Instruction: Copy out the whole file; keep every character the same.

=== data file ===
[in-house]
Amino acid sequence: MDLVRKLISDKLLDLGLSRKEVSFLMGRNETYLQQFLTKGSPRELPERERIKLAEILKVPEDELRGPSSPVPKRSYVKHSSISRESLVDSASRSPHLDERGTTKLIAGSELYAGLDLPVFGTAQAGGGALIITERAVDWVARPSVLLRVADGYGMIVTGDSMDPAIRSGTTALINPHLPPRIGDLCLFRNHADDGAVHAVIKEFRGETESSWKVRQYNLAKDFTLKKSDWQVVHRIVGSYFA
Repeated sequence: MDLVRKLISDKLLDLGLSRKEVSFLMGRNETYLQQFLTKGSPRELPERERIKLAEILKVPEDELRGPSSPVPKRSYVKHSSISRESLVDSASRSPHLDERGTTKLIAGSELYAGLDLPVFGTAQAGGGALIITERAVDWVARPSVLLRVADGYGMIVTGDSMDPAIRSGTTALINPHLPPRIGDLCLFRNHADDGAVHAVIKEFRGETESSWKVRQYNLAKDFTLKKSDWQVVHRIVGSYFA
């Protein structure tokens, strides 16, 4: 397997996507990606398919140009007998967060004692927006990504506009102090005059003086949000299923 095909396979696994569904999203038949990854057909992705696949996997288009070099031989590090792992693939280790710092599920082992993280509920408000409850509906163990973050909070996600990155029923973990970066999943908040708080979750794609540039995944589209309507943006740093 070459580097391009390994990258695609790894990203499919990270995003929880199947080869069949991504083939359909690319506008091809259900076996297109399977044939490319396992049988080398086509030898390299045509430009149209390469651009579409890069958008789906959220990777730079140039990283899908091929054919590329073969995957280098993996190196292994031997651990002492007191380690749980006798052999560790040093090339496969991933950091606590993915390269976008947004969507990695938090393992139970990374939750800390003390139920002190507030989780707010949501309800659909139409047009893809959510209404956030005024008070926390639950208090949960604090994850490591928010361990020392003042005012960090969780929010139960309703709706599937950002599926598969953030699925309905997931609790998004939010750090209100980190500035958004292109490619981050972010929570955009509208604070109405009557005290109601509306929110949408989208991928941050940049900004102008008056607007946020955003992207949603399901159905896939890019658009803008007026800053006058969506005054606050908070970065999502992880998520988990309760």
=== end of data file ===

[in-house]
Amino acid sequence: MDLVRKLISDKLLDLGLSRKEVSFLMGRNETYLQQFLTKGSPRELPERERIKLAEILKVPEDELRGPSSPVPKRSYVKHSSISRESLVDSASRSPHLDERGTTKLIAGSELYAGLDLPVFGTAQAGGGALIITERAVDWVARPSVLLRVADGYGMIVTGDSMDPAIRSGTTALINPHLPPRIGDLCLFRNHADDGAVHAVIKEFRGETESSWKVRQYNLAKDFTLKKSDWQVVHRIVGSYFA
Repeated sequence: MDLVRKLISDKLLDLGLSRKEVSFLMGRNETYLQQFLTKGSPRELPERERIKLAEILKVPEDELRGPSSPVPKRSYVKHSSISRESLVDSASRSPHLDERGTTKLIAGSELYAGLDLPVFGTAQAGGGALIITERAVDWVARPSVLLRVADGYGMIVTGDSMDPAIRSGTTALINPHLPPRIGDLCLFRNHADDGAVHAVIKEFRGETESSWKVRQYNLAKDFTLKKSDWQVVHRIVGSYFA
């Protein structure tokens, strides 16, 4: 397997996507990606398919140009007998967060004692927006990504506009102090005059003086949000299923 095909396979696994569904999203038949990854057909992705696949996997288009070099031989590090792992693939280790710092599920082992993280509920408000409850509906163990973050909070996600990155029923973990970066999943908040708080979750794609540039995944589209309507943006740093 070459580097391009390994990258695609790894990203499919990270995003929880199947080869069949991504083939359909690319506008091809259900076996297109399977044939490319396992049988080398086509030898390299045509430009149209390469651009579409890069958008789906959220990777730079140039990283899908091929054919590329073969995957280098993996190196292994031997651990002492007191380690749980006798052999560790040093090339496969991933950091606590993915390269976008947004969507990695938090393992139970990374939750800390003390139920002190507030989780707010949501309800659909139409047009893809959510209404956030005024008070926390639950208090949960604090994850490591928010361990020392003042005012960090969780929010139960309703709706599937950002599926598969953030699925309905997931609790998004939010750090209100980190500035958004292109490619981050972010929570955009509208604070109405009557005290109601509306929110949408989208991928941050940049900004102008008056607007946020955003992207949603399901159905896939890019658009803008007026800053006058969506005054606050908070970065999502992880998520988990309760």